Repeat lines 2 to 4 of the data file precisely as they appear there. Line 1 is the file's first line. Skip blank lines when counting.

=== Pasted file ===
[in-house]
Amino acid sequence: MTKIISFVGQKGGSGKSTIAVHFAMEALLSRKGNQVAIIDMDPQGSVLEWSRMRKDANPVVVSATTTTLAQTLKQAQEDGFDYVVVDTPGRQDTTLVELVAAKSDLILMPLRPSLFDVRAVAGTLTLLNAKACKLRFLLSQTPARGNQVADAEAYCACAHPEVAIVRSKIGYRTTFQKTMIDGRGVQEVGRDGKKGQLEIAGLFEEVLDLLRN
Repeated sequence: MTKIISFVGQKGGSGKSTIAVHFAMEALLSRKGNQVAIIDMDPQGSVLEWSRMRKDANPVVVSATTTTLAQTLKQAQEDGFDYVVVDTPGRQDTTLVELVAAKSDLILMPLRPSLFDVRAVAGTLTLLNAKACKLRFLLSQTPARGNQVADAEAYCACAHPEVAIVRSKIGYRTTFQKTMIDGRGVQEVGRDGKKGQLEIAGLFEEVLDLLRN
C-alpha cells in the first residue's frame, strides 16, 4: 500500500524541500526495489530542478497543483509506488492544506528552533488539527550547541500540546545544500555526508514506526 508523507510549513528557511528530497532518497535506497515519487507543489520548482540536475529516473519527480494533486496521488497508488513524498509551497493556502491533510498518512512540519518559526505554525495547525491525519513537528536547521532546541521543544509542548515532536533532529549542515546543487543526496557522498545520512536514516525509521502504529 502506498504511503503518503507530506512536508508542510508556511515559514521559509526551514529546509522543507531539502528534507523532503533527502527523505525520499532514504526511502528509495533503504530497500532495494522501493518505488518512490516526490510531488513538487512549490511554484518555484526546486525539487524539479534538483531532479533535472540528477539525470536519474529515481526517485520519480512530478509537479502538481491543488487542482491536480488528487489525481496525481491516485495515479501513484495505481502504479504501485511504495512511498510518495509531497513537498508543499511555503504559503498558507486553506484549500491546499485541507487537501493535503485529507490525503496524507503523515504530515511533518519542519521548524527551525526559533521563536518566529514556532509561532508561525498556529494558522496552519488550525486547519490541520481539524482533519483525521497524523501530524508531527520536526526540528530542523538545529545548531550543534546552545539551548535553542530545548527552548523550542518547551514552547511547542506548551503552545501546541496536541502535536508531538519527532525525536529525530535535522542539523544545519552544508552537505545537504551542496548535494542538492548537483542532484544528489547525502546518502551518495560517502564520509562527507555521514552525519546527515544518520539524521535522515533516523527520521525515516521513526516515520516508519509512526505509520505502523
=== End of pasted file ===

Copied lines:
Amino acid sequence: MTKIISFVGQKGGSGKSTIAVHFAMEALLSRKGNQVAIIDMDPQGSVLEWSRMRKDANPVVVSATTTTLAQTLKQAQEDGFDYVVVDTPGRQDTTLVELVAAKSDLILMPLRPSLFDVRAVAGTLTLLNAKACKLRFLLSQTPARGNQVADAEAYCACAHPEVAIVRSKIGYRTTFQKTMIDGRGVQEVGRDGKKGQLEIAGLFEEVLDLLRN
Repeated sequence: MTKIISFVGQKGGSGKSTIAVHFAMEALLSRKGNQVAIIDMDPQGSVLEWSRMRKDANPVVVSATTTTLAQTLKQAQEDGFDYVVVDTPGRQDTTLVELVAAKSDLILMPLRPSLFDVRAVAGTLTLLNAKACKLRFLLSQTPARGNQVADAEAYCACAHPEVAIVRSKIGYRTTFQKTMIDGRGVQEVGRDGKKGQLEIAGLFEEVLDLLRN
C-alpha cells in the first residue's frame, strides 16, 4: 500500500524541500526495489530542478497543483509506488492544506528552533488539527550547541500540546545544500555526508514506526 508523507510549513528557511528530497532518497535506497515519487507543489520548482540536475529516473519527480494533486496521488497508488513524498509551497493556502491533510498518512512540519518559526505554525495547525491525519513537528536547521532546541521543544509542548515532536533532529549542515546543487543526496557522498545520512536514516525509521502504529 502506498504511503503518503507530506512536508508542510508556511515559514521559509526551514529546509522543507531539502528534507523532503533527502527523505525520499532514504526511502528509495533503504530497500532495494522501493518505488518512490516526490510531488513538487512549490511554484518555484526546486525539487524539479534538483531532479533535472540528477539525470536519474529515481526517485520519480512530478509537479502538481491543488487542482491536480488528487489525481496525481491516485495515479501513484495505481502504479504501485511504495512511498510518495509531497513537498508543499511555503504559503498558507486553506484549500491546499485541507487537501493535503485529507490525503496524507503523515504530515511533518519542519521548524527551525526559533521563536518566529514556532509561532508561525498556529494558522496552519488550525486547519490541520481539524482533519483525521497524523501530524508531527520536526526540528530542523538545529545548531550543534546552545539551548535553542530545548527552548523550542518547551514552547511547542506548551503552545501546541496536541502535536508531538519527532525525536529525530535535522542539523544545519552544508552537505545537504551542496548535494542538492548537483542532484544528489547525502546518502551518495560517502564520509562527507555521514552525519546527515544518520539524521535522515533516523527520521525515516521513526516515520516508519509512526505509520505502523